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The close of a lecture is called the peroration--the word oration
prefixed by the Latin preposition "per." "Per" has several meanings, one
of them being "to the utmost extent" as in peroxide--a substance
oxidized to the utmost degree.

This is probably the sense in which it is used in peroration, for the
close of a lecture should be oratory at its utmost.

The speaker who has failed to observe the previous rules about
"beginning easy," and "speaking deliberately" will pay the penalty here.
If he has spoken rapidly, he will be unable to increase the pace--at
least, sufficiently to get the best results.

If he has spoken too loudly and kept nothing in reserve, his voice will
refuse to "rise to the occasion."

The manner of the peroration has two essentials, an increase of speed,
and a raising of the voice. These two things go naturally together; as
the words come more quickly the voice tends to rise apparently
automatically, and this is as it should be.

The peroration has the nature of a triumph. The question has been fought
out in the main body of the lecture, the opposing positions have been
overthrown, and now the main conclusion is victoriously proclaimed and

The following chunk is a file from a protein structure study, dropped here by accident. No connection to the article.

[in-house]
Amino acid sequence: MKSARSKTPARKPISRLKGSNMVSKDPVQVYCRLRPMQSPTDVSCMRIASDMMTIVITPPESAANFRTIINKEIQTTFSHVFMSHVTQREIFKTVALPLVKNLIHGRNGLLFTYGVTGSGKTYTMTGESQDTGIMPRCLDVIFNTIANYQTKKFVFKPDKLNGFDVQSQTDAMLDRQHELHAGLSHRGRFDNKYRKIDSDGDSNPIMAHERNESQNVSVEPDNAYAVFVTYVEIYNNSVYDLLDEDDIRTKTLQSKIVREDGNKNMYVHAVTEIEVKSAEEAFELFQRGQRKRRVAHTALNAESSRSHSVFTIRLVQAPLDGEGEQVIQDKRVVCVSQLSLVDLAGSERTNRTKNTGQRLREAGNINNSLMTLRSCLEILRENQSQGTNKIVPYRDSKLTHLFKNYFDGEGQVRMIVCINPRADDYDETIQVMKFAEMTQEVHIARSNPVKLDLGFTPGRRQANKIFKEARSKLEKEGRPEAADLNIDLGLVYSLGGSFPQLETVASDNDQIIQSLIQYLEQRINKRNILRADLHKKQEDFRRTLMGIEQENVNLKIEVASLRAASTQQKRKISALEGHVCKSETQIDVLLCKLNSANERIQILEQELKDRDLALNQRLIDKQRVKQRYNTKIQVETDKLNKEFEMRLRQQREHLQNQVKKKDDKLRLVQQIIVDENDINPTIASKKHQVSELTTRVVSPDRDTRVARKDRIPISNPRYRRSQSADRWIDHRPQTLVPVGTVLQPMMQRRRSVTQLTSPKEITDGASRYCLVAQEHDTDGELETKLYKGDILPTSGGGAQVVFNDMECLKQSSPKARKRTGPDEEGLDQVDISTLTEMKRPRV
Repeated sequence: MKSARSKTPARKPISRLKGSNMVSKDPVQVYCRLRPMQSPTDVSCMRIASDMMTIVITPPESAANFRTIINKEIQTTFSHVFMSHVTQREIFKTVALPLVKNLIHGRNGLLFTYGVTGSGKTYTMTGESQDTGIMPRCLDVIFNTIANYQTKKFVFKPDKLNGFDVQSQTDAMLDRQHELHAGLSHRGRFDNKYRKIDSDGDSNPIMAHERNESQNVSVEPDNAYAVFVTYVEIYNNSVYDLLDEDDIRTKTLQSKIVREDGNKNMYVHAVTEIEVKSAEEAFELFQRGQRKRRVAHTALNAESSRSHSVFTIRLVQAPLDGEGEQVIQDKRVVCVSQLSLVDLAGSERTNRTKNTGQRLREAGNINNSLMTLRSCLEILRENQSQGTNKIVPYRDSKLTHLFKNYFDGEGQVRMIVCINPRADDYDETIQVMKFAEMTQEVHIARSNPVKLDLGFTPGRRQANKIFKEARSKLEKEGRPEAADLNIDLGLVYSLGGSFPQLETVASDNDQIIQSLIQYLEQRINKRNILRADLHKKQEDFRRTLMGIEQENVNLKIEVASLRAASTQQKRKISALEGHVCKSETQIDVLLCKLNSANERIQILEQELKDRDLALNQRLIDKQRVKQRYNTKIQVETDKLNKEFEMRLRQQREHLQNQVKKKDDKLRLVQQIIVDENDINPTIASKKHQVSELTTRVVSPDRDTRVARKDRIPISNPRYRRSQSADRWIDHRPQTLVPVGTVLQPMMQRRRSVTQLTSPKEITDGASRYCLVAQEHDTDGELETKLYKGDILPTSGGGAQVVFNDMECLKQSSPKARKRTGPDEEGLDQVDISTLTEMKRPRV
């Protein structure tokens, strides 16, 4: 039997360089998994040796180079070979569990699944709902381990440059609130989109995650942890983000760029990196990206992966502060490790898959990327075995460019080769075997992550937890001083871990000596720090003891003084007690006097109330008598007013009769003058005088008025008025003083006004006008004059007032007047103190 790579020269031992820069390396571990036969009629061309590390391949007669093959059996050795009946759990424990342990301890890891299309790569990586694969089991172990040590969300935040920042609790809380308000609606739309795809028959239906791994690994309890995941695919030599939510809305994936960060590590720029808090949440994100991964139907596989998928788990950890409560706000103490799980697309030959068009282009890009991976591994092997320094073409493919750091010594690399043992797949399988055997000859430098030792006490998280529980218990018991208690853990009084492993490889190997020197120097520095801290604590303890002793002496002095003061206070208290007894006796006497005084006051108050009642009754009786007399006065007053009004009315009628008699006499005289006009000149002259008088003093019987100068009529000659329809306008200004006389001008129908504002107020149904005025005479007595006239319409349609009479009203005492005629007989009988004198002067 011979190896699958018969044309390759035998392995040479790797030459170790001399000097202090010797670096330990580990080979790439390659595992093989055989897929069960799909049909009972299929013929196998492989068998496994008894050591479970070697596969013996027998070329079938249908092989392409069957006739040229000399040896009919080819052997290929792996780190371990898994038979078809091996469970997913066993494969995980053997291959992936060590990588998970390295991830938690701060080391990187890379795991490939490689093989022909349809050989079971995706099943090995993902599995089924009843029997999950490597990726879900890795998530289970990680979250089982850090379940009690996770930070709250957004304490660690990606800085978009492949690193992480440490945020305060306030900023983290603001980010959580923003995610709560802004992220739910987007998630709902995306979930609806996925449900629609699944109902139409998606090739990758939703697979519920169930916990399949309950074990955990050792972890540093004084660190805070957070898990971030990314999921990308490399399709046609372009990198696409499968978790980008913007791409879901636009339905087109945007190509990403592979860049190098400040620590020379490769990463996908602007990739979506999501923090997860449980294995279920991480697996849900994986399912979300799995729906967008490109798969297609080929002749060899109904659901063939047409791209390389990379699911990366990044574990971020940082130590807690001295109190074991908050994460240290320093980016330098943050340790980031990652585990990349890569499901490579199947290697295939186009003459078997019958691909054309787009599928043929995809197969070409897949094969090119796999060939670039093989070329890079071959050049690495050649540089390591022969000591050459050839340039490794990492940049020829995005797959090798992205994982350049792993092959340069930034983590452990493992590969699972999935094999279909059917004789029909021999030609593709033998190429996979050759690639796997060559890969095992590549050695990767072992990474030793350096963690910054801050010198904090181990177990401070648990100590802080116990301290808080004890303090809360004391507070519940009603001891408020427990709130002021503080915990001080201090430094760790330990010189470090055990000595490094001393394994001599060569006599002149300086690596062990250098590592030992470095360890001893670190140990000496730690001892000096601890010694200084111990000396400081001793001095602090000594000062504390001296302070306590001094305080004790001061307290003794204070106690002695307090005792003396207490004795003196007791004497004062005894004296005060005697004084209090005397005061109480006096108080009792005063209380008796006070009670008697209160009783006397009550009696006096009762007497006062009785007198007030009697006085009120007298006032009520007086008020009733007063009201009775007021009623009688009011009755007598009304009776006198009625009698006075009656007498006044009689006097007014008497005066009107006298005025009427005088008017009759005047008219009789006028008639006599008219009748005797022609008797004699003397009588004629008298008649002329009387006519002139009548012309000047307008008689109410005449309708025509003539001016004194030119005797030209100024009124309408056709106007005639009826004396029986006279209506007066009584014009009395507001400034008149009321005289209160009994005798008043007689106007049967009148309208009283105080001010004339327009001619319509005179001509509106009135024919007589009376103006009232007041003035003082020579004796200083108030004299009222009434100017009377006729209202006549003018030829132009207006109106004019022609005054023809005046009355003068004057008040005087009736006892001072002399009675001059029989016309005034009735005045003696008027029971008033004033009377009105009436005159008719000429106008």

driven home.

Even if an element of pathos enters into the peroration, it is a mistake
to allow the voice to weaken. If it takes a lower note, it must make up
in strength and intensity what it loses in height. Anything else is sure
to prove an anticlimax.

The matter of the peroration should consist of the main conclusion of
the lecture, and should begin by gathering together the principal
threads of the discourse which should lead to that conclusion.

The necessity for a peroration, or strong finish, is recognized in
music, the drama, and everything presented before an audience. Most band
selections end in a crash, the majority of instruments working at full
capacity. Every musical comedy concludes with its full cast on the stage
singing the most effective air. Every vaudeville performer strives to
reach a climax and, where talent breaks down, refuge is sought in some
such miserable subterfuge as waving the flag or presenting a picture of
the bulldog countenance of Theodore Roosevelt.

The entertainer, however, appeals to prevailing opinions and prejudices;
he gives the audience what they want. The lecturer should be an
instructor and his theme may be a new and, as yet, unpopular truth, and
it is his duty to give the audience what they should have.

Therefore the peroration should be full of that persuasive eloquence
which will lead the audience to a favorable consideration of the
positions which have been carefully and judiciously presented in the
body of the lecture.

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